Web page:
There should be no human faces on Facebook...but an invasion of memories, advocated a video on YouTube supporting the 'Campaign To End Violence Against Children - Childhood Cartoon Faces' that has stormed the internet.

The non-profit campaign launched by an unnamed volunteer aimed at raising awareness on the 'Worldwide Violence Against Children and Child Abuse'. All that was required from the users was a simple gesture of changing their profile pictures to an image of a favorite childhood cartoon character.

Despite wide-spread skepticism over the impact of this social media campaign in the real world, the movement took over the complete world wide web. Besides giving many on Facebook a rude awakening to the prevalence of child abuse, the campaign managed to gain momentum as the international media started covering it and the search engines were set on fire with cartoon-related searches.

Social media for social causes

Ever since the advent of the social media, internet has emerged as a key marketing tool not only for profit-making organizations but also for non-profit interests. Social media has time and again emerged as favorite to fuel social causes. The recent 'digital deaths' of celebrities such as Lady Gaga, Usher, Ryan Seacrest and Justin Timberlake, who signed off from their Twitter and Facebook accounts to raise $1 million for Alicia Keys' charity for AIDS, Keep a Child Alive, is an example of this, which is fast becoming a phenomenon.

Spill-over effect

The unique aspect about launching a campaign on the internet is that it quickly gains momentum through instantaneous surrogate publicity. This is what happened with the Childhood Cartoons Campaign. While a video titled 'This is Why We Changed Our Profile Pictures to Cartoons' gave visual bolster to the campaign against child abuse on Youtube, media could not resist covering the campaign due to its growing popularity. Besides covering the event itself, news sites and blogs also looked into which of the cartoon characters were used most, listed the 'coolest cartoon characters' to help users choose, and produced quizzes like 'Which cartoon character suits you the best?' or 'What does your Facebook character say about you?'.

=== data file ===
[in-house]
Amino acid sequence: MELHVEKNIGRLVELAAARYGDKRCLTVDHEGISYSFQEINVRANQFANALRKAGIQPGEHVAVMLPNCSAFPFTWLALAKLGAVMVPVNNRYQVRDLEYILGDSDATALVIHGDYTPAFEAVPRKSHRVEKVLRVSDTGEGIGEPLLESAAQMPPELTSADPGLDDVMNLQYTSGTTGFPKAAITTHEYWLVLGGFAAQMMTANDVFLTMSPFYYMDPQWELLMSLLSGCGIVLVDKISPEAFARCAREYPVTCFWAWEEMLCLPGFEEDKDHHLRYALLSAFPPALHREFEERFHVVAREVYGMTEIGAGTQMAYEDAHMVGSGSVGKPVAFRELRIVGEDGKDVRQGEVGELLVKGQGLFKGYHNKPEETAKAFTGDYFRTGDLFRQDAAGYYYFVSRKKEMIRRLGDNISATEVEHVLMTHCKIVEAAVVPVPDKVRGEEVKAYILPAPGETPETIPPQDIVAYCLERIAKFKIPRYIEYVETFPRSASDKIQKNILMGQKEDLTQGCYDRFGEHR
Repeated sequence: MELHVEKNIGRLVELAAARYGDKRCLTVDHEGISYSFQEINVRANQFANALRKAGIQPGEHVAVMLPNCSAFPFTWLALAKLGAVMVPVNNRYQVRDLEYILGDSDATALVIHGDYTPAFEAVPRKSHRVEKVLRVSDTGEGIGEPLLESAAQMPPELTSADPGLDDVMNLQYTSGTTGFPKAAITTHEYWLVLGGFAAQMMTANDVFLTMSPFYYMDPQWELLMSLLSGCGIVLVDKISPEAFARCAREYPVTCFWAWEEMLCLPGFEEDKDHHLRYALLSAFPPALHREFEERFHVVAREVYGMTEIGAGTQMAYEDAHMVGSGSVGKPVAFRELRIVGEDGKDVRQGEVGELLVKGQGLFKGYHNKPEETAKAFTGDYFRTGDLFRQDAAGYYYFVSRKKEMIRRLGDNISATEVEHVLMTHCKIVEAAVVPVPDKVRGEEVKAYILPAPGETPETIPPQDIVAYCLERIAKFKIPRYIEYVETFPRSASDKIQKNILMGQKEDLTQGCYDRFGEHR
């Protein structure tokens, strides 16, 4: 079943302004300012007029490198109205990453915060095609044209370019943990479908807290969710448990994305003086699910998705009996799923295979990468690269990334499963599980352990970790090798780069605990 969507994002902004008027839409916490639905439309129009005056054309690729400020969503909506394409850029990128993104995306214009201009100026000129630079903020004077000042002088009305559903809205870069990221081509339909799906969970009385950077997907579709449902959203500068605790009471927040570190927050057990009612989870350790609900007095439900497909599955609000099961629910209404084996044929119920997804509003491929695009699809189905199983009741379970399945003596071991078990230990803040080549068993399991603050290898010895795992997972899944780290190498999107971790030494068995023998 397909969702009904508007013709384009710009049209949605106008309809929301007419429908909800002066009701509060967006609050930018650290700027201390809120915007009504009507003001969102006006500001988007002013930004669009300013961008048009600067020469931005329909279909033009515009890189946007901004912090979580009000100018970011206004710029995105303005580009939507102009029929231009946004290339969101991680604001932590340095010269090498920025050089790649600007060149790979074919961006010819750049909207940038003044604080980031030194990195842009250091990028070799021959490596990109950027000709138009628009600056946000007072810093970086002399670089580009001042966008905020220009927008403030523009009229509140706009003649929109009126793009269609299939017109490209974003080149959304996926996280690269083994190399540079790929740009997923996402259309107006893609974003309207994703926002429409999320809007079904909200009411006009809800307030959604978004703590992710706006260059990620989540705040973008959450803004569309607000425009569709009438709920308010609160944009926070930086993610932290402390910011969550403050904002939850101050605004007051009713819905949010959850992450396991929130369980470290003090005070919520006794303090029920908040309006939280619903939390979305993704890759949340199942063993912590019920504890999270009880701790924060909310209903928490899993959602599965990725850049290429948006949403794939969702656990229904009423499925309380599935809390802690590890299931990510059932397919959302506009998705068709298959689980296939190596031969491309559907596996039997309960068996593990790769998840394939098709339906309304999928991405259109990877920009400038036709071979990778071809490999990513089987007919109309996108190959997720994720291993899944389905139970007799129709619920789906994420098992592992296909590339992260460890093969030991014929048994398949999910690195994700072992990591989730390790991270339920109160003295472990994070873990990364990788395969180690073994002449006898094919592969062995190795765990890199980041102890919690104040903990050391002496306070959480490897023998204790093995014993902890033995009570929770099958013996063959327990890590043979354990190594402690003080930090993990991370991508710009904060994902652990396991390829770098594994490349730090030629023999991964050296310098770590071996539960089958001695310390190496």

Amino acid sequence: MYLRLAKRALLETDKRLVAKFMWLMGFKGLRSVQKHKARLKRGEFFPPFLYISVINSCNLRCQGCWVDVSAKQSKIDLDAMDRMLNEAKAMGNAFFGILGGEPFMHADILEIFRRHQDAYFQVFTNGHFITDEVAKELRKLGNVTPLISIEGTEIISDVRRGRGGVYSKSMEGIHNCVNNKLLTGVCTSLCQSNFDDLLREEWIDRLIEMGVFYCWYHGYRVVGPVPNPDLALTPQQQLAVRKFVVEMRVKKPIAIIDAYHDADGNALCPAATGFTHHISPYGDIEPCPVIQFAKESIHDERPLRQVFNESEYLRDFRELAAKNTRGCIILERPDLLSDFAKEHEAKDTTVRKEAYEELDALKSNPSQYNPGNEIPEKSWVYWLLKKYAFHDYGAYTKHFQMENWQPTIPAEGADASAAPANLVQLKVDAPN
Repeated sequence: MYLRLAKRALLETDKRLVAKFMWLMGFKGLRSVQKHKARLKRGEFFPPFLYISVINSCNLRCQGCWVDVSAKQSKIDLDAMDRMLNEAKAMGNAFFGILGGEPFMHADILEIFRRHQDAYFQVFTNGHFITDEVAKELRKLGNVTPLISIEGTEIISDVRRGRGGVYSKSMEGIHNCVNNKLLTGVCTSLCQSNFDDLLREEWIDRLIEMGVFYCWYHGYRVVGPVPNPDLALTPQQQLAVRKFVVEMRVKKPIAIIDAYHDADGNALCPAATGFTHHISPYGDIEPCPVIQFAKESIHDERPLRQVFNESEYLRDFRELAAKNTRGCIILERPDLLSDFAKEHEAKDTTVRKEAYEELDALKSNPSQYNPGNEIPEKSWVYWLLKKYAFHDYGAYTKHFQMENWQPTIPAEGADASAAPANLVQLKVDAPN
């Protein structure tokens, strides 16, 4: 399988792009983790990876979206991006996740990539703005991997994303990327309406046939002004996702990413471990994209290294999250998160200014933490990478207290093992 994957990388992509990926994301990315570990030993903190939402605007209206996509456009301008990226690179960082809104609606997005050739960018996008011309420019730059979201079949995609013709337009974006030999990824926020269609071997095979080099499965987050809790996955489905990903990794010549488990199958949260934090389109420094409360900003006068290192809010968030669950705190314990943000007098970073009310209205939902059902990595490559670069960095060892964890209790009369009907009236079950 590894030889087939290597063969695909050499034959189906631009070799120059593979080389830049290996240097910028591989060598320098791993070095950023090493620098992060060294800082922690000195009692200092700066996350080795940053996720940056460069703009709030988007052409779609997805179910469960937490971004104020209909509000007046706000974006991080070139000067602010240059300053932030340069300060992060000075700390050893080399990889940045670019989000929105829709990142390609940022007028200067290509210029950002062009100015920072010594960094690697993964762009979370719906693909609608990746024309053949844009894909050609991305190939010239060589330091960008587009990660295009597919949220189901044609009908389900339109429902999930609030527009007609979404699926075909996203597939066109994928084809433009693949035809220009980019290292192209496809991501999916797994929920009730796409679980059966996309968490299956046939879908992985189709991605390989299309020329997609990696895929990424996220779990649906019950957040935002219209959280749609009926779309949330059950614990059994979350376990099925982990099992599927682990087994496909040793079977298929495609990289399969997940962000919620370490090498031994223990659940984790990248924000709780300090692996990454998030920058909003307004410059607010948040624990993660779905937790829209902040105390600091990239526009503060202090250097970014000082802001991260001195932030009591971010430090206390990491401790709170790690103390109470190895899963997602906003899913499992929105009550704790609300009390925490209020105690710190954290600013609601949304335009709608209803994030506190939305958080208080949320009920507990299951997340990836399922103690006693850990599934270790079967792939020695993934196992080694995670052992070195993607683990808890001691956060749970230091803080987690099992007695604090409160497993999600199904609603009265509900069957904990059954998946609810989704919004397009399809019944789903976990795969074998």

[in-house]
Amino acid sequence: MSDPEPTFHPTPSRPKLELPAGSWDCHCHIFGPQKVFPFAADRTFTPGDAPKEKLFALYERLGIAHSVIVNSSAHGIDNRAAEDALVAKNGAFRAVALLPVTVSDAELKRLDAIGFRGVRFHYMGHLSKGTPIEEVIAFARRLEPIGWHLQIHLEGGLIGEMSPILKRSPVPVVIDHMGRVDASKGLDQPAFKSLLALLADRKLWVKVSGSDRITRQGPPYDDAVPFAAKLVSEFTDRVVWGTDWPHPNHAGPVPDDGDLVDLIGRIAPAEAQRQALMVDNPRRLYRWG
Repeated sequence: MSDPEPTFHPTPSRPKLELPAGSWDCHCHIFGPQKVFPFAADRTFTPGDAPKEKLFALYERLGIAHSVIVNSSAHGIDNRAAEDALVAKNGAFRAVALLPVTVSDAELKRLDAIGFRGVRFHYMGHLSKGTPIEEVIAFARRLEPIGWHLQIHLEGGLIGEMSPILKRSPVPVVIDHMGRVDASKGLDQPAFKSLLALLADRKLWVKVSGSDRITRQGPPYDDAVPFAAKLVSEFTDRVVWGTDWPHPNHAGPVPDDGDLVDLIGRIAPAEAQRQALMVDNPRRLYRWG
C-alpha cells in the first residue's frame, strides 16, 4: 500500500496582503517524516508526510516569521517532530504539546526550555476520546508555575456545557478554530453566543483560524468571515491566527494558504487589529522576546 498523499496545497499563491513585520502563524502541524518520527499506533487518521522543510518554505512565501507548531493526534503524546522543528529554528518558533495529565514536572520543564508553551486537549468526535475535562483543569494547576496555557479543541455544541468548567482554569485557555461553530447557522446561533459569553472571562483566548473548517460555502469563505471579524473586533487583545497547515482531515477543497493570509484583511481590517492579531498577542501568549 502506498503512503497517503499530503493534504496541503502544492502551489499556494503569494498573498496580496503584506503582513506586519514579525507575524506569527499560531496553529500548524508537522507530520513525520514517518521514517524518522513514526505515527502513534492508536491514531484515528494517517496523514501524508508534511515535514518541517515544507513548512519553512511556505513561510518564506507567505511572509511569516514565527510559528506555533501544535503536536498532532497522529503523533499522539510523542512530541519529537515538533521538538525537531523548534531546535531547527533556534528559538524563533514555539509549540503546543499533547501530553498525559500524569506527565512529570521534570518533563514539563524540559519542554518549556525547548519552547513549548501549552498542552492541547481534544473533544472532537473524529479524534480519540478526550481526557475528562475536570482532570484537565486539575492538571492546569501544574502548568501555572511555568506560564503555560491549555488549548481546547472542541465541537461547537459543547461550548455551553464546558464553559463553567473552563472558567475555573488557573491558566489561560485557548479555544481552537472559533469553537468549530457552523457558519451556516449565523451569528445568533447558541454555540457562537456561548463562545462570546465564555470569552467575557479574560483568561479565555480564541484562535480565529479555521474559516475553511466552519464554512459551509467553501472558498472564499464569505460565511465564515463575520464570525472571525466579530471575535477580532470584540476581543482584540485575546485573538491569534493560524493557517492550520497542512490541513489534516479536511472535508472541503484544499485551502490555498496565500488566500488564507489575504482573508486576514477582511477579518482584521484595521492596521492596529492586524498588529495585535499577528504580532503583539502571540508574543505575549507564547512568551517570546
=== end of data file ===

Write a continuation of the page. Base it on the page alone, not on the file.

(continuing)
Whatever takes place on the social networking site instantly ends up being discussed on the microblogging site Twitter as well (and vice versa).  Over the week chats, opinions and updates on the Cartoon Characters campaign have been trending on Twitter.

So, did I miss the memo on FB? why do everybody got cartoon characters as they profile pic, tweeted a user. Within minutes, the tweet was retweeted with answers throwing light on the anti-child abuse campaign.

The twitter page for the topic continues to be flooded by the second with posts accompanied by several hash tags, such as #childabuseawareness.

On Google Trends, cartoon-related phrases like 'facebook cartoon profile picture', 'cartoon characters', '1990 cartoons' 'cartoons from the '90s', 'cartoons from the '80s', 'road runner cartoon', 'bugs bunny pictures', 'snoopy pictures', 'rugrats pictures', '1970s cartoons' have dominated the internet search over the past couple of days.

From idea to fad to anti-child abuse campaign

Although the issue of Child Abuse has grasped the attention of the Facebook users, details on the origin of the campaign remain murky. It is probably the first time that the issue of a campaign and the responses are getting more attention than the organization or person behind it. However, the idea of changing profile pictures to cartoon characters initially did not seem to have come with the attachment of any social message.

According to Know Your Meme, the idea may have originated in Greece and Cyprus with the intention of erasing all human photos from the social networking site.

A translation of the message that is believed to have started it all reads, From the 16th to the 20th of November, we shall change our profile pictures to our favourite cartoon characters. The purpose of this game is to remove all photos of human for a few days from Facebook.

The fad began to spread and Cartoon Network created a Facebook event page for 'Choose a Cartoon Character as Your Profile Picture for a Week' from November 21 to November 28, 2010.

It was only on Decemeber 3 that the real campaign began with the trend morphing into an anti-child abuse movement.

With this, several pages cropped up with messages reading, Change your facebook profile picture to a cartoon character from your childhood and invite your friends to do the same. Until Monday, Dec 6th of 2010, there should be no human faces on facebook, but an invasion of memories! This is for a campaign against violence on children.

Skepticism Vs Effect

While thousands changed their profiles, skepticism was inevitable with several questioning the effects of the gesture.

Changing your profile pictures is only the first step. To make a real difference, DONATE to your children charity or organization of choice, asserted the description on one Facebook campaign page.

The campaign is set to end on Monday, December 6. The persisting popularity of the movement, however, has indicated that the campaign has, without doubt, managed to create, if not complete awareness, a trendy buzz over the issue of child abuse. Managing to get people to talk about any social cause at all in an age of self-centred endeavors is, in itself, a very big step forward.

This was indicated in one of the participants' post on Facebook, which said, so, i take it everyone who has taken the time to change their profile picture has also written their Congressmen demanding that the United States signs the U.N.'s Convention on the Rights of the Child? because, surely, that would be more helpful than changing our profile pictures.